for the slightly more ~mature~ YA reader,
March 4, 2018 9:30 PM Subscribe
Proof That Christopher Pike Wrote Some Pretty Fucked-Up Books For Teens
Point Horror's grim fascination
Point Horror's grim fascination
Copies of Christopher Pike novels were prime bargaining material at my school. I can clearly remember sitting in a maths lesson, reading whichever one I was most recently obsessed with under the desk, trying desperately to finish it before the end of the class because I'd promised I'd give it back to its owner (who hadn't read it and who was waiting crossly at the desk behind me).Christopher Pike's New Old Horror
Christopher Pike’s debut young adult title, the instant bestseller “Slumber Party,” came out in 1985. Its premise is hardly groundbreaking: six busty young ladies are snowbound in their luxurious winter vacation rental, gory mayhem ensues. Most of his earlier books mirror “Slumber Party”‘s horror-movie cliches, with varying batches of stranded teenagers harboring lascivious urges, dark secrets, and psychotic persons in their midst. He soon turned his sights on the supernatural, penning a prodigious series of wildly imaginative and occasionally ludicrous stories of adolescents battling the forces of evil. His books are rampant with an oddball mashup of Christian moralizing and new-age woo-wooishness, and his characters spend the bulk of their time in a frenzy of hormones and senioritis‚ that is, when they’re not trying to solve their own murders from beyond the grave or survive the attentions of various demons.On Christopher Pike, Young Adult Thriller Extraordinaire
“He’s great,” Carrie said. “But I think it’s supposed to be for older kids. My mom didn’t want me to read it, so I bought it. I have more, too.”Rereading The Thrillers Of My Youth
I smiled, sticking the book in my bag so that I could start reading it as soon as I got home. Carrie had already introduced me to V.C. Andrews—an author whose work was most definitely NOT for kids—so I kept this little secret between us.
That is, until I decided Christopher Pike was the most genius writer I’d ever come across, and then I just had to tell my parents about the amazing plots he created.
In the end, I think, my second reading of Weekend proved what my preteen self never wanted to believe was true: Kids shouldn’t just be taught how to read and then set loose. I wasn’t left wishing that my parents had gone through my paperback novels crossing out offensive lines with a black Sharpie, but I do wish that someone, whether it had been a librarian or my parents, had reminded me that reading isn’t just about what you get out of the plotlines, it’s about what you get out of the story. I grew up in a home where racism wasn’t tolerated, and I learned a decent amount in school, but I was so thrilled by the sex and murder of Christopher Pike’s world that I forgot to apply that knowledge to the material I was reading in my free time.Anti-Woman Horror 101: How Rereading Christopher Pike’s Whisper of Death Killed My Nostalgia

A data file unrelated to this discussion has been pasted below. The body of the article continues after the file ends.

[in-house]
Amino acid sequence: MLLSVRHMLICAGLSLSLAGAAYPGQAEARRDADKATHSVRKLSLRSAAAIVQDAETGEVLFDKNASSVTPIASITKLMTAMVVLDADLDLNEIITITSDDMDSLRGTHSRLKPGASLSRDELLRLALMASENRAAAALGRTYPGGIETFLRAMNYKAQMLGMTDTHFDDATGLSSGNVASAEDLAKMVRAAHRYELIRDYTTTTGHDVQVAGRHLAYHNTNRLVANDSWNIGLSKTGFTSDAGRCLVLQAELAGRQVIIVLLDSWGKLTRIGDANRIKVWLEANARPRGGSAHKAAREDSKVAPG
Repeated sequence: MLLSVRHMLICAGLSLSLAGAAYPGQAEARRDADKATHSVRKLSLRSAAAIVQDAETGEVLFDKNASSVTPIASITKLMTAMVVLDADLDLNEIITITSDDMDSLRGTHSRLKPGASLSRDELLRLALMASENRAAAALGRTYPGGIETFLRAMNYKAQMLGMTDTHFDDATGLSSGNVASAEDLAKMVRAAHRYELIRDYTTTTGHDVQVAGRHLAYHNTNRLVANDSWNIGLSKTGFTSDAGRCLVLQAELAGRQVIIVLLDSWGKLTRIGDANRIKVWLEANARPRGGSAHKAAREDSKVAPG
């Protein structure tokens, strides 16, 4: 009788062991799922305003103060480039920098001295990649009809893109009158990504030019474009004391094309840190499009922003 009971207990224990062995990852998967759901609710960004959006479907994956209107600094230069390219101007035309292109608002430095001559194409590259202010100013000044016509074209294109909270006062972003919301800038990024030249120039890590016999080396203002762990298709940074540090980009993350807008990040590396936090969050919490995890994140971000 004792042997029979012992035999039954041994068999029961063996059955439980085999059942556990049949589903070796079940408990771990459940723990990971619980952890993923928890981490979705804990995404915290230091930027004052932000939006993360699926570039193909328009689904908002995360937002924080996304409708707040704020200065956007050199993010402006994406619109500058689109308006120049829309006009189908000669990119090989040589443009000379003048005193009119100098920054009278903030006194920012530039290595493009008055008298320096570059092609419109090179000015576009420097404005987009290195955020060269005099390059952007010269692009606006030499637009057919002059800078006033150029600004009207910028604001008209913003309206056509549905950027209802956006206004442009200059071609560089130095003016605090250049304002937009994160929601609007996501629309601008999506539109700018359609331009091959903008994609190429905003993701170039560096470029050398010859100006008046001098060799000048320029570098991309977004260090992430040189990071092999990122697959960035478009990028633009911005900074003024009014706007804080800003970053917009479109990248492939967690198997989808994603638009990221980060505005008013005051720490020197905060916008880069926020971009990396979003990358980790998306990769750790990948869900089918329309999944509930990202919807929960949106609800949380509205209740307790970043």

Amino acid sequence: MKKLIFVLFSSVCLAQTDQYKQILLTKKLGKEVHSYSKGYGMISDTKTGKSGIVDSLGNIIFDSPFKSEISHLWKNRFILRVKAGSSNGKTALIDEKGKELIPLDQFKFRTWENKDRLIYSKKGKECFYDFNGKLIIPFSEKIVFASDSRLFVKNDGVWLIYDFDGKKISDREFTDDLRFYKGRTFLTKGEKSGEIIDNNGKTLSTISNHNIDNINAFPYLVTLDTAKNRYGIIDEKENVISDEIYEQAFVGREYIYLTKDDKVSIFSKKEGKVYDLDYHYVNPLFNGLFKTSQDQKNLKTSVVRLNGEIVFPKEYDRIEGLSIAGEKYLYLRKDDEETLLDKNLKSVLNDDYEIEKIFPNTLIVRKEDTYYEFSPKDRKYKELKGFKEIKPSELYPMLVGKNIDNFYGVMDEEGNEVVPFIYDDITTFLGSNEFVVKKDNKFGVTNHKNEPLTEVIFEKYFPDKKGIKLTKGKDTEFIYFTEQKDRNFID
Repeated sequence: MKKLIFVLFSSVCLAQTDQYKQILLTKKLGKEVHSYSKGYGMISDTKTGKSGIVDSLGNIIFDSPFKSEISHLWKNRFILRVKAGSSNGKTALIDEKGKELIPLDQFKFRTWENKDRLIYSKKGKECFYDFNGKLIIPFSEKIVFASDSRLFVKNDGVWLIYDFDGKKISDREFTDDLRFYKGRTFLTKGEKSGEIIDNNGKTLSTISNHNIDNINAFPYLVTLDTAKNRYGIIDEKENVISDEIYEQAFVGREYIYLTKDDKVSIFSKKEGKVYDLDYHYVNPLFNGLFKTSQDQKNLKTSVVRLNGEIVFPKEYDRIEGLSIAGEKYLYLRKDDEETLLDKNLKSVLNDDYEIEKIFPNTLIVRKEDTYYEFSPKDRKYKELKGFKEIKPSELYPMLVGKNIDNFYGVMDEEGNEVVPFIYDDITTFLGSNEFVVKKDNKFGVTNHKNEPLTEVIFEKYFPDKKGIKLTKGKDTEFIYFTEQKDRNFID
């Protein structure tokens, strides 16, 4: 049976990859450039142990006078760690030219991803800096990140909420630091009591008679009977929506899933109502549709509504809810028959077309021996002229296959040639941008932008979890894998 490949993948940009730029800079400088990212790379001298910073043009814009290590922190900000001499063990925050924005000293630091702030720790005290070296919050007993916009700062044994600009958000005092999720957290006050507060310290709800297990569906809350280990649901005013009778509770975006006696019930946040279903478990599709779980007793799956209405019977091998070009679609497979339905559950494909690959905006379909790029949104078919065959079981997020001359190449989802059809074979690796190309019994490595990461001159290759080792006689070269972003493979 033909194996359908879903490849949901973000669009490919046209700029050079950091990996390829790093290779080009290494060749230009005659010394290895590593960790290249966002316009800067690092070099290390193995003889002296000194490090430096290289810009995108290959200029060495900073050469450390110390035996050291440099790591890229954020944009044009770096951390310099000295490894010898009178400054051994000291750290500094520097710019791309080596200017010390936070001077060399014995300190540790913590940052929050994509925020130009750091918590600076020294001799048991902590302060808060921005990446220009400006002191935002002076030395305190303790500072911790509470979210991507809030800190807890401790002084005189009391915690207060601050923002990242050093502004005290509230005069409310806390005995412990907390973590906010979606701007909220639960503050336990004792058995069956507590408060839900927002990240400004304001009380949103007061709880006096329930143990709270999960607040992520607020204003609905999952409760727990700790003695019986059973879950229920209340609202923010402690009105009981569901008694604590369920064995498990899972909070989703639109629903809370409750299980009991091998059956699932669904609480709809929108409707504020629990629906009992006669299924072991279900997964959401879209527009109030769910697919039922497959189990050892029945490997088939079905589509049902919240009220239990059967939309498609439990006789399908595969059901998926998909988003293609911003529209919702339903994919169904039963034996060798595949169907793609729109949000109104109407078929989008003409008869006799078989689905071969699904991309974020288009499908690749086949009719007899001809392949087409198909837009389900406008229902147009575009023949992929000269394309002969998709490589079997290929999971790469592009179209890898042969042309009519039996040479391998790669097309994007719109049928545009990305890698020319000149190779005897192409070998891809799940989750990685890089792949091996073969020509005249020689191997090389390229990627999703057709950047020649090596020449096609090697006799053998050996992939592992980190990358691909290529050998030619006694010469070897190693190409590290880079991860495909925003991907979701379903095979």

But Whisper of Death is different. It’s not the screeching anti-abortion, anti-sex message (and Pike was the sexy one, not like that juvenile R.L. Stine!), but that I had absolutely no memory of it. I imagine my eleven- or twelve-year-old self, captivated as Betty Sue explains that all the violence and suffering is Rox’s fault. Rox’s death must have felt, in some sense, right, or I wouldn’t have remembered the book as one of Pike’s best. The deserted town and lethal fairy tales stayed with me. The shamed girl settled somewhere below, in my subconscious.Nostalgia Reality Check: Re-Reading R.L. Stine and Christopher Pike
The weirdest thing about reading these books as an adult is that I am acutely aware they are written by middle-aged men, one of whom I would like to have a drink with at a bar and one who I would not.#35 Pike v. Stine: A Retro YA Thriller Throwdown
If you’re about my age and went to a public middle or high school in North America, you know the key battle of the 90s in grade 6-9 classrooms across the continent: R.L. Stine vs. Christopher Pike — who is more awesome? Everyone had an opinion, and even if you read both you liked one or the other more. The only people who didn’t were the kids who claimed Christopher Pike and R.L. Stine were the same person (and I’m sure these conspiracy-theorists-in-waiting grew up to be 9/11 Truthers). For my part, I was 100% Pike — which, after reviewing the books through adults eyes, makes me worried that I was a terribly disturbed little person.
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